I know how I roll and it is not on the side of Shamima, that part is hopefully decently visible. Yet I feel it is important to make sure that we do not ‘attack’ Anish Kapoor. The Guardian (at https://www.theguardian.com/commentisfree/2020/feb/09/britain-has-moral-duty-to-bring-back-shamina-begum) gave us earlier this week a piece by Kenan Malik, there we see a lot, yet he is trying to dissuade us by ‘her support for Islamic State‘, all whilst she JOINED ISIS, he then gives us ‘It’s about Britain and its moral responsibilities‘, which is fair point of view, yet that same britain needs to keep 68 million innocent civilians safe and adding someone who had (optionally still has) terrorist views does not hold water, not when it could endanger a lot of others. Even as he set it to a different premise he also gives us “The fact of their crime should not change that moral principle“, he now basically sets a criminal and terrorists on that very same premise, as the basic axiom goes, all squares are rectangles, not all rectangles are squares. As such all terrorists are criminals yet not all criminals are terrorists. And we get loads of comparisons by what I tend to call the ‘wooly sock’ group, we are in a day and age where we can no longer afford the impact of such acts, and when we offer to lets these people in, yet the entire intelligence cost of observing a person like that is funded by education, we will get all kinds of ‘nasty’ responses on where to put that invoice, but the foundation of it is a give to all. If we need to monitor the ‘re-education’ of these people, education gets to pay for it and from that point onwards we will get the carefully phrased denials.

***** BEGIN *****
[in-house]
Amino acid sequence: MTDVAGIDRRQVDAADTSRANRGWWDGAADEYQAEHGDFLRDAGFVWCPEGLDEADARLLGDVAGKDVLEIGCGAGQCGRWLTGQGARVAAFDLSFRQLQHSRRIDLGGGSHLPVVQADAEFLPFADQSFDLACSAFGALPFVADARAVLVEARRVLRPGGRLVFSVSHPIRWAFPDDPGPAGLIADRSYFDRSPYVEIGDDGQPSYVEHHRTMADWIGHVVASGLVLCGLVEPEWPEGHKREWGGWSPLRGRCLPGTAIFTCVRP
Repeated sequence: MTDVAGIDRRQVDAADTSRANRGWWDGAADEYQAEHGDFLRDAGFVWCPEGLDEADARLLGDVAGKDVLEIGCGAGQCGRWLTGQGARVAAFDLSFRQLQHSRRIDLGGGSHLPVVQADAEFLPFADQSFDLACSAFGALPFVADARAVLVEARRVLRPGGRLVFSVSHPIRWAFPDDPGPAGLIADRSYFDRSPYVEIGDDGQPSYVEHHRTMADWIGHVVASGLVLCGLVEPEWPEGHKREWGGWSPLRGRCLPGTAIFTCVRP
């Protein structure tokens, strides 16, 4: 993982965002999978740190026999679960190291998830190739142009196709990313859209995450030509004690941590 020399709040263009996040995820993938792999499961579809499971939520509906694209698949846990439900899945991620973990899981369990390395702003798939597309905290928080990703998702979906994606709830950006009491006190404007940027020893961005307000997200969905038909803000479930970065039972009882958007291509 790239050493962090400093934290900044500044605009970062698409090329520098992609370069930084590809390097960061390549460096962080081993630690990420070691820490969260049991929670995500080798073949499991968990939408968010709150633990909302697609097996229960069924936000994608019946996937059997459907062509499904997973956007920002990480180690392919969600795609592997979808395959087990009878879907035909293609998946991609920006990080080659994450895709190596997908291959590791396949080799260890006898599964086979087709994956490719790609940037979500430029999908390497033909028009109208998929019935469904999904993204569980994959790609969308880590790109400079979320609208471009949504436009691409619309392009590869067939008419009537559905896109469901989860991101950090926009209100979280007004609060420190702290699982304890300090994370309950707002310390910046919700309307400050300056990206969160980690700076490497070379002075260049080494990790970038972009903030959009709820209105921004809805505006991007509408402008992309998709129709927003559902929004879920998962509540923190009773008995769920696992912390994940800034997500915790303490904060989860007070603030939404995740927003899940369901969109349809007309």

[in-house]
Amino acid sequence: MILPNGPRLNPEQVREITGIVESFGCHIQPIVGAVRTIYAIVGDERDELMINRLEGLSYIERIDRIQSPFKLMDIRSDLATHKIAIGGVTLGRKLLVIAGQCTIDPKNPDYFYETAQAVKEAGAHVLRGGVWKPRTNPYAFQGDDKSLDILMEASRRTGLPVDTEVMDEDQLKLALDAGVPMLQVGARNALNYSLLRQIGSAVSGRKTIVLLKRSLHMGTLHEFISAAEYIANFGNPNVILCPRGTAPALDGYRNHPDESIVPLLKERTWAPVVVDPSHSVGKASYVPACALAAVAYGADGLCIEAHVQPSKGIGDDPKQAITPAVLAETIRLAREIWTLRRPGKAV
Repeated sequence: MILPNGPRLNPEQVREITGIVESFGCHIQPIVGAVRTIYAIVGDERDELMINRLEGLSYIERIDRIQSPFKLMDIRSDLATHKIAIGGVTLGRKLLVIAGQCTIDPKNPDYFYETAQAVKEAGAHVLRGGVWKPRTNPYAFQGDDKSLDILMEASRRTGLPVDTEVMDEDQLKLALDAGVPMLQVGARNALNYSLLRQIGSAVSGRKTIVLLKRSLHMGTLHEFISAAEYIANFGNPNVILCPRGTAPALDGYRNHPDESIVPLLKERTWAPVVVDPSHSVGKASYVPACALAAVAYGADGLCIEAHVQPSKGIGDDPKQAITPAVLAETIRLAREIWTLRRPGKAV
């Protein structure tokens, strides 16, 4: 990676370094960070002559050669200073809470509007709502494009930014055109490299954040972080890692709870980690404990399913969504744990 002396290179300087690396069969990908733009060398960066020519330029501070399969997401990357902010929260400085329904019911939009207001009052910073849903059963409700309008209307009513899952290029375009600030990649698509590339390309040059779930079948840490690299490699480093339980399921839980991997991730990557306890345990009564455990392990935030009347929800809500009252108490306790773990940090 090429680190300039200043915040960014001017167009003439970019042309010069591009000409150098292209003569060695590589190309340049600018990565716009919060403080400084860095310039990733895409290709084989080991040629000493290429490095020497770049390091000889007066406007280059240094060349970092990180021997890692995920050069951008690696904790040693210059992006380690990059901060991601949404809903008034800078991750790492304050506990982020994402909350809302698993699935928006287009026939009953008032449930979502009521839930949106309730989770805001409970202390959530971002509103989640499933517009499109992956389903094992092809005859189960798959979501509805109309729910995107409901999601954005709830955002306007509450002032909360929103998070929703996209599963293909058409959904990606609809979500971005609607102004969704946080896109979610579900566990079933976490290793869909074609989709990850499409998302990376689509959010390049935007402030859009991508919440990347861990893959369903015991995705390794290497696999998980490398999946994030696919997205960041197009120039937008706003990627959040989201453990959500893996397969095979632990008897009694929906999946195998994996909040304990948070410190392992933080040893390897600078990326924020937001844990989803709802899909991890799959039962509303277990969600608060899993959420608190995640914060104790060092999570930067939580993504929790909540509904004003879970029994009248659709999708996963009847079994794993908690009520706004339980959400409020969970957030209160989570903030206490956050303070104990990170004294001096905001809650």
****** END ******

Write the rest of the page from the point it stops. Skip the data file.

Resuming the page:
We need to accept the consequence of acts, and letting people like Shamima Begum back is no longer an option. She wanted to avert the wisdom of family, she wanted to set the new age towards optional marriage and union with ISIS, she now sees the cost of that choice, and she must live with that choice.
As such we also see the part that Kenan Malik gives us “I observed that politicians often claim that “what separates a nation such as Britain from the barbarism of Isis” is “its humane values”“, he does forget the option that some remain British by not joining Barbarians, that is the element he forgets about and that is where Shemima is, she chose the other team, her choice, her consequence and the worst part in all this is that people like Kenan Malik and Anish Kapoor are willing to play dice with the lives of others, but when the cost is harshly presented, they are optionally on vacation, or they moved on to other matters and merely state that this is the responsibility of ‘this government’, well ‘this government’ made a decision and they are making Shamima live with her consequences.
As I see it ‘This government’ did not fail Shamima Begum, Shamima failed her government, her nation and her family (in any given order), it might be harsh but accurate.